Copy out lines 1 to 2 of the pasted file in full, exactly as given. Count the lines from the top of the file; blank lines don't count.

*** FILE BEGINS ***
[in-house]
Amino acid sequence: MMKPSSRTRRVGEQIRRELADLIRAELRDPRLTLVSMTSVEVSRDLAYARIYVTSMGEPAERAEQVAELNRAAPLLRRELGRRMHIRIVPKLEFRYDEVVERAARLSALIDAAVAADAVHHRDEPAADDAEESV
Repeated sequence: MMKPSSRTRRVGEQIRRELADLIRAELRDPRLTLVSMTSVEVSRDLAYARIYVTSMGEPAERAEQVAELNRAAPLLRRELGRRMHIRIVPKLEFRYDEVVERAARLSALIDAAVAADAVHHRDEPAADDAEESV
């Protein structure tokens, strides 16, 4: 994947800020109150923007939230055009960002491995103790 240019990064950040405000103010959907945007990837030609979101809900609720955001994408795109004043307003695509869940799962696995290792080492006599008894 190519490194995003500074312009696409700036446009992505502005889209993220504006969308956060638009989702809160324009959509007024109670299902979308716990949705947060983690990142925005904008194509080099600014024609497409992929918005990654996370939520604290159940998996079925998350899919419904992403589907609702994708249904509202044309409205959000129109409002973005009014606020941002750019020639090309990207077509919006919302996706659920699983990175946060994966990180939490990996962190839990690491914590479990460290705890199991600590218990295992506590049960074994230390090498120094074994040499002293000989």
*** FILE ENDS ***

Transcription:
[in-house]
Amino acid sequence: MMKPSSRTRRVGEQIRRELADLIRAELRDPRLTLVSMTSVEVSRDLAYARIYVTSMGEPAERAEQVAELNRAAPLLRRELGRRMHIRIVPKLEFRYDEVVERAARLSALIDAAVAADAVHHRDEPAADDAEESV